Publication Date

Fall 2018

Document Type

Final Report

Embargo Date


Problem Statement

The goal of our design group was to make a lacrosse ball passer that could be used in a team practice or individual setting. Wayne Jaekle, WashU’s head lacrosse coach defined major customer needs as producing a consistent pass speed and angle, an interactive interface allowing an automatic time interval between passes, and being easy to load. These needs lead to our main design goals: 1. A ball capacity of 30, 2. A minimum pass speed of 30 mph, and 3. A 5 second time interval between passes. Mock ups and brainstorming exercises led to our team’s selection of a concept to move forward with, a horizontal, two-wheeled design with a conveyor system used to feed balls between the wheels to launch the ball. Different engineering equations were used to determine the theoretical speed we could shoot a ball based on the diameter of our wheels, which helped guide us in the selection of motors and wheels. Once these parts were specified, they were mounted on a sheet of plywood at a ten degree angle, and the feeding mechanism was built off of this. We set a five gallon bucket above the motors with spiraled HVAC tube inside to hold the balls. The ball would drop from this bucket into a jai-Alai stick, which rolled the ball into a modified PVC pipe and into the wheels, launching the ball. This design met the goals of holding 30 balls and producing a 30 mph pass. Due to cost considerations and lack of time, a conveyor feeding system was not used, nor was a time interval for passes developed. After completing this project, our team learned the importance of sticking to a formulated design process and have become more inspired to attempt new designs.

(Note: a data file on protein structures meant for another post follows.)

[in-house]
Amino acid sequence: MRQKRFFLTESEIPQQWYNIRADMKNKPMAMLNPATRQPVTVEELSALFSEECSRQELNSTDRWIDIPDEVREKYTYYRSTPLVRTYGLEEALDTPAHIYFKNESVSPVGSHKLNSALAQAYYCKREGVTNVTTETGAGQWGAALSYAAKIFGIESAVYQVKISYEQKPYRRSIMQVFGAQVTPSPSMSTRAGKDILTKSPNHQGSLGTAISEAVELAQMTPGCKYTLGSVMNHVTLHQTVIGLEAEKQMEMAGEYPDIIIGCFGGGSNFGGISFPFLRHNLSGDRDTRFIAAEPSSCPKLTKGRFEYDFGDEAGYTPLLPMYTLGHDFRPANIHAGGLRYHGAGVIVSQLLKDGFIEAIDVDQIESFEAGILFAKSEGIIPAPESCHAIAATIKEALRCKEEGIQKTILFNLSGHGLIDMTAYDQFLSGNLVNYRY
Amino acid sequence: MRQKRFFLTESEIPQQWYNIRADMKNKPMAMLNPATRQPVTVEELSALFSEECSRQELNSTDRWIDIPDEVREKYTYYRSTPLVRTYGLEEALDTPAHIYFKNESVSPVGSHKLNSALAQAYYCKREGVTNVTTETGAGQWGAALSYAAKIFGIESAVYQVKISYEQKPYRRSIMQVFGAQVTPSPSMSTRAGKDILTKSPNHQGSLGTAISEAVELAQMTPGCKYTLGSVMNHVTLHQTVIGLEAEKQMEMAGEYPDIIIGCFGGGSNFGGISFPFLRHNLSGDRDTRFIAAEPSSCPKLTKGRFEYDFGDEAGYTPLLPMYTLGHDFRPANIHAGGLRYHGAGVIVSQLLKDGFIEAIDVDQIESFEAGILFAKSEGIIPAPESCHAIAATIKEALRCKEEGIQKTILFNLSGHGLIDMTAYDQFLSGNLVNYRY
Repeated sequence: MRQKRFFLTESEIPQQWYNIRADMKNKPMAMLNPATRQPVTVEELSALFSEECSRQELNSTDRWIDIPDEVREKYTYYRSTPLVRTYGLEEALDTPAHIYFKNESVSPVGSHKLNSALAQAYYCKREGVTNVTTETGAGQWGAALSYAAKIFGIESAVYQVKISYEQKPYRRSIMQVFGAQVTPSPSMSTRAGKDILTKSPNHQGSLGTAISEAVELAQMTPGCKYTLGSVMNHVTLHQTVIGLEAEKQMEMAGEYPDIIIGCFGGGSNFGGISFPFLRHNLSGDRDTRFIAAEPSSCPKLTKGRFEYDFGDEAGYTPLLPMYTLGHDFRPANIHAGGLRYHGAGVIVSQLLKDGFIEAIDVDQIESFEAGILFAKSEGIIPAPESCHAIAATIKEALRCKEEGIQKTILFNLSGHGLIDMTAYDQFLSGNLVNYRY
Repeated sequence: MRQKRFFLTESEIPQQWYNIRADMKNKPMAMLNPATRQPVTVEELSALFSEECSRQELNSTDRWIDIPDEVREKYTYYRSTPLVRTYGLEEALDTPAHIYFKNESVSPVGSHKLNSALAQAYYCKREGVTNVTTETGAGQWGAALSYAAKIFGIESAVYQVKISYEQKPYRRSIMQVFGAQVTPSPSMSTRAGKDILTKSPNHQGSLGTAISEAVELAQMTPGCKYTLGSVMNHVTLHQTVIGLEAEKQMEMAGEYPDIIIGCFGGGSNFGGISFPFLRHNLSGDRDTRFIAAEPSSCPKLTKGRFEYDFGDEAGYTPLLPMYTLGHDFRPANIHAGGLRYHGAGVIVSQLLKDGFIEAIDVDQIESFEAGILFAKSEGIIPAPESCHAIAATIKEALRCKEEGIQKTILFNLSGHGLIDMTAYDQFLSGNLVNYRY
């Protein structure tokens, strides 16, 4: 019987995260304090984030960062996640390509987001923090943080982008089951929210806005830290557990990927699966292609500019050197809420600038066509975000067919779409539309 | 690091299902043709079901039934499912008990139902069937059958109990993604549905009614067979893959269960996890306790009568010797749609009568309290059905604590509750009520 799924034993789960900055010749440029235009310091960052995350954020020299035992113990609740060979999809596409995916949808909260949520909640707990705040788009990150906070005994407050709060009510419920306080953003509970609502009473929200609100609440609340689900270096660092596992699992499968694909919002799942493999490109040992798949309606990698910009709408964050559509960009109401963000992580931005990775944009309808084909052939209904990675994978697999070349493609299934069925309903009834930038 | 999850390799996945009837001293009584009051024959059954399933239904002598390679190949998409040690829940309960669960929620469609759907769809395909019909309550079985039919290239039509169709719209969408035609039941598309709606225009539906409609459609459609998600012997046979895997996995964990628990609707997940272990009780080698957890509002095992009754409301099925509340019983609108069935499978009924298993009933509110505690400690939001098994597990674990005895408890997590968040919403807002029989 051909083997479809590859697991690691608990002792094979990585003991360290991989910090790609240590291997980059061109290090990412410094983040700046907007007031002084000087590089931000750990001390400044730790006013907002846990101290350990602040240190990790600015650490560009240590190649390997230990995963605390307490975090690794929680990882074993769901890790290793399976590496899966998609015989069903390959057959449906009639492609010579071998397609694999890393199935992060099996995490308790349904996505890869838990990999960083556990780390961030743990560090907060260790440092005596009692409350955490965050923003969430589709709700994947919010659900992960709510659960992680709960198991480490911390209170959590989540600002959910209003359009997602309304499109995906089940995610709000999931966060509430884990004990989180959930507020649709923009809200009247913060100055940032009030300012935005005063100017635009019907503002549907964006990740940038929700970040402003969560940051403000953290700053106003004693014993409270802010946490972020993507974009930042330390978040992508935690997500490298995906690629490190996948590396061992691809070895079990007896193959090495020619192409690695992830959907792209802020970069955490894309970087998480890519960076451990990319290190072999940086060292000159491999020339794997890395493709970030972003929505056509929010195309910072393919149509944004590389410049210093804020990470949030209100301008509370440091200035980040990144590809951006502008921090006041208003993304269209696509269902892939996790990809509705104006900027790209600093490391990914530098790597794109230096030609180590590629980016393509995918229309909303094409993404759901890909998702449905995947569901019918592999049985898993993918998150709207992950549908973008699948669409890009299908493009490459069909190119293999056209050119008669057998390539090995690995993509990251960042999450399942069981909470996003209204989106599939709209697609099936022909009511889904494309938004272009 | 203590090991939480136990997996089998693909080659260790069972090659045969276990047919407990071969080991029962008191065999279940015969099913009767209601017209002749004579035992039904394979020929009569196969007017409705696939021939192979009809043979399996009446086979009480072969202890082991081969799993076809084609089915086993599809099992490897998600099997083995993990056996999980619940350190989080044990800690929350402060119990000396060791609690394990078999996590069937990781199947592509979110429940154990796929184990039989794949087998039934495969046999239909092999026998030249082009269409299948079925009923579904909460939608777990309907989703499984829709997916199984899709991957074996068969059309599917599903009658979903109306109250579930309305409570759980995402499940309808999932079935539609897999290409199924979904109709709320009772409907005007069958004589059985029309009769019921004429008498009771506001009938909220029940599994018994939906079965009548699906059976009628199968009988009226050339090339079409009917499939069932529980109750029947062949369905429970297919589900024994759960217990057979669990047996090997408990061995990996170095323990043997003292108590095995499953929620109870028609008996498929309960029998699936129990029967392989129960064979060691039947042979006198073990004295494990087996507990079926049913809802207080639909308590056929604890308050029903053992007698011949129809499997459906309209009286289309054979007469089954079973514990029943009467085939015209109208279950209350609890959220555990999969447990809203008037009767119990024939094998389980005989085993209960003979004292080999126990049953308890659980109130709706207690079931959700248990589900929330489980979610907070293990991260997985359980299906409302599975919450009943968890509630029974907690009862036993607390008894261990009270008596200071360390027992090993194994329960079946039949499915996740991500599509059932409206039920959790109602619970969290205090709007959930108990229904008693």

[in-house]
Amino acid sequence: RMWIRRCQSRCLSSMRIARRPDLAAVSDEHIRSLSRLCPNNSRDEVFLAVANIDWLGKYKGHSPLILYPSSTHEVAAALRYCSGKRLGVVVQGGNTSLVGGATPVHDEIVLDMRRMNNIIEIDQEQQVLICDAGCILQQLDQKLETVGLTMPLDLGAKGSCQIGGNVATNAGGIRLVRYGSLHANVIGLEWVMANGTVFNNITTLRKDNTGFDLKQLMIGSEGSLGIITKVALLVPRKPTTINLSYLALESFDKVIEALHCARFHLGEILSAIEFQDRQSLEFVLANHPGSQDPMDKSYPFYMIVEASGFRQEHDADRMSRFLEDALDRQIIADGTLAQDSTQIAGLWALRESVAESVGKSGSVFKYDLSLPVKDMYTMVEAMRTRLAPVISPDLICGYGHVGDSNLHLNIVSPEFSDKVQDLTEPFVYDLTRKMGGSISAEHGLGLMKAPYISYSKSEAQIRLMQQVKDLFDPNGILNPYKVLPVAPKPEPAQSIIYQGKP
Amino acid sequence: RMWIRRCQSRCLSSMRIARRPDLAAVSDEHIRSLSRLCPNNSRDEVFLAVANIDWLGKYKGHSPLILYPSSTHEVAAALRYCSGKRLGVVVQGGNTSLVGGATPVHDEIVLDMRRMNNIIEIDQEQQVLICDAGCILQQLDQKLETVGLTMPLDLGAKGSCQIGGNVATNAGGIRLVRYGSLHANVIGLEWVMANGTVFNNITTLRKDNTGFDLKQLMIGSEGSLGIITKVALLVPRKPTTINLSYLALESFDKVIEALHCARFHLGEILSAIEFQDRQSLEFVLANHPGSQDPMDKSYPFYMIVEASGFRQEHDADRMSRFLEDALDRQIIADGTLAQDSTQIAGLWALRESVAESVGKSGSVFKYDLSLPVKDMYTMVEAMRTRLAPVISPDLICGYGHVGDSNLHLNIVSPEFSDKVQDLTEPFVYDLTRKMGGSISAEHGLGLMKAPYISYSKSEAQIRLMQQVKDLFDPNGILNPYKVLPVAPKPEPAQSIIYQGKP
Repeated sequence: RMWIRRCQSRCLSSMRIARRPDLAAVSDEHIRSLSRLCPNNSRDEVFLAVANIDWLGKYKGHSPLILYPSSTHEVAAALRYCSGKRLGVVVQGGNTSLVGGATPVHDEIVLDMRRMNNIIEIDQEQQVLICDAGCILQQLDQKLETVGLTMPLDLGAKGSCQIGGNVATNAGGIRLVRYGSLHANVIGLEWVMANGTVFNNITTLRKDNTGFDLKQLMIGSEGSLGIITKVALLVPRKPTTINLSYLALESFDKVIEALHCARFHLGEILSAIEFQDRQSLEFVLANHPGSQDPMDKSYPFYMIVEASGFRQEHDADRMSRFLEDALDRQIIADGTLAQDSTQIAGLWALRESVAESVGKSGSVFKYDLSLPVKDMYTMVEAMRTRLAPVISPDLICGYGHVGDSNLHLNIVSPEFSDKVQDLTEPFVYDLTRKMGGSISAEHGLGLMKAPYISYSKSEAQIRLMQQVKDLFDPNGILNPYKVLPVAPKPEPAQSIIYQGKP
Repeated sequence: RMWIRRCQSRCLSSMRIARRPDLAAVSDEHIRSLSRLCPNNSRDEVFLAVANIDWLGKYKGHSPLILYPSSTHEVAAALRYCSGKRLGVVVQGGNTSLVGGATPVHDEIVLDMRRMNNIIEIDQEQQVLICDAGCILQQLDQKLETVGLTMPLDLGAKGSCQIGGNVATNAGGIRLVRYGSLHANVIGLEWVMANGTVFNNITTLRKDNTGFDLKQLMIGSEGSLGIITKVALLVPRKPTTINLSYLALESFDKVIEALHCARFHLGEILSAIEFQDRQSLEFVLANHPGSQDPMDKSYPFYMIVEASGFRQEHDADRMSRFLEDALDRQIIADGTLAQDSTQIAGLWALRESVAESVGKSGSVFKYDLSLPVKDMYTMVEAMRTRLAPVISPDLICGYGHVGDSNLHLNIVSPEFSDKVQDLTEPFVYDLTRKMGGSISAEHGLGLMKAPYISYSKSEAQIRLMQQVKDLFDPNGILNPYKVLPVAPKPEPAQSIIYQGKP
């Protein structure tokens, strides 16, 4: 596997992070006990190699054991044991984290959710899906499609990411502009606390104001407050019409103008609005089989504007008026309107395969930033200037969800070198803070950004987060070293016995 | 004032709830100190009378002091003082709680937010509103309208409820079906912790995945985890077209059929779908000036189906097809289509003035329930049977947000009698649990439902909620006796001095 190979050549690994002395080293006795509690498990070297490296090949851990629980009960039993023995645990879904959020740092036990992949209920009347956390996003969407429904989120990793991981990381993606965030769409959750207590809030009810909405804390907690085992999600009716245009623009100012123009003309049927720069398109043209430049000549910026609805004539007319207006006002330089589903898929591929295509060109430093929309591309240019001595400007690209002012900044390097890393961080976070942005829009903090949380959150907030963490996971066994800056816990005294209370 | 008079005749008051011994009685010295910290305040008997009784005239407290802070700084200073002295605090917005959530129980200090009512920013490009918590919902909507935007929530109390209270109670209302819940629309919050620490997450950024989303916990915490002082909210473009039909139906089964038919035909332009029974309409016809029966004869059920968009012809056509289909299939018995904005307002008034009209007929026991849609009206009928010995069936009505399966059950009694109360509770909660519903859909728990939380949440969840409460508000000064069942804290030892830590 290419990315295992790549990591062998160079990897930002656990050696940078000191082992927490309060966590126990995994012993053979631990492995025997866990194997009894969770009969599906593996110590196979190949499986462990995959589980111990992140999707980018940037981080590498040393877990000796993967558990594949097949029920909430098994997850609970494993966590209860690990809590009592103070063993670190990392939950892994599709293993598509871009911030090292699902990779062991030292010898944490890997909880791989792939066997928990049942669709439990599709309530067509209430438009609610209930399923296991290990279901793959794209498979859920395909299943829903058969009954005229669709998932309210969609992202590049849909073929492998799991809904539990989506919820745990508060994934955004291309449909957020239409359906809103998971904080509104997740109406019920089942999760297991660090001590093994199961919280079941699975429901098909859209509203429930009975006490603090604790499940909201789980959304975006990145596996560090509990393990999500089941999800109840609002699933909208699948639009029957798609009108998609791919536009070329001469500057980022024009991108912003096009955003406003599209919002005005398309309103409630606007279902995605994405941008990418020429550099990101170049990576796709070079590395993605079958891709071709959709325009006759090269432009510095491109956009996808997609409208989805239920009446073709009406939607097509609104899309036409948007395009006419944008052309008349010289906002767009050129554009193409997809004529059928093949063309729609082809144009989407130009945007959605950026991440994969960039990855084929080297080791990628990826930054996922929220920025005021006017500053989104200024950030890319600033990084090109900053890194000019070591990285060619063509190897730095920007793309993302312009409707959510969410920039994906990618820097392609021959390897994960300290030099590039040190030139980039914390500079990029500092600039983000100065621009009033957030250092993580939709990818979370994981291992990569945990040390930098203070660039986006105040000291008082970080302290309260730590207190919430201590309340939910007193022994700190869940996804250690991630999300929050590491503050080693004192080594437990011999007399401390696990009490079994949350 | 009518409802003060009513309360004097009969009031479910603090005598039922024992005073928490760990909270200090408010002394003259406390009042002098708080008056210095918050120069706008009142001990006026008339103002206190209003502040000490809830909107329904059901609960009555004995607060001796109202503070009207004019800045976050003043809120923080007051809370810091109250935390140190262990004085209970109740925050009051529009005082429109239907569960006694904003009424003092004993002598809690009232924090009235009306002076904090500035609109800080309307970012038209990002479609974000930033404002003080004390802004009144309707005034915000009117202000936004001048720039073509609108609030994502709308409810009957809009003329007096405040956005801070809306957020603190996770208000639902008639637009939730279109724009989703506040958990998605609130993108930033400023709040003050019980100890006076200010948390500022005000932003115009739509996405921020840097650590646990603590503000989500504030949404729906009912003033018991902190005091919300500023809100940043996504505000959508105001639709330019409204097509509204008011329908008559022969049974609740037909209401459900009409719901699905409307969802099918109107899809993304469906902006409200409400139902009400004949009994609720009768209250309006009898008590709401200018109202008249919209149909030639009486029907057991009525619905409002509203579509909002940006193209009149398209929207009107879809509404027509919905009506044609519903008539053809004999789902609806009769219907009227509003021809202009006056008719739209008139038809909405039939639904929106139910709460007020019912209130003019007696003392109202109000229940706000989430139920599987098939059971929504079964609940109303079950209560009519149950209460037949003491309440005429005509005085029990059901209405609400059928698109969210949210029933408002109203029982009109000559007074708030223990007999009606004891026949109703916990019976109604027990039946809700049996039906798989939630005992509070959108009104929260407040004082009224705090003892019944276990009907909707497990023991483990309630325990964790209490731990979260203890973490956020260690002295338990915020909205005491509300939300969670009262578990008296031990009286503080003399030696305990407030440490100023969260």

Author's School

McKelvey School of Engineering

Author's Department

Mechanical Engineering and Materials Science

Class Name

Mechanical Engineering Design Project (MEMS 411)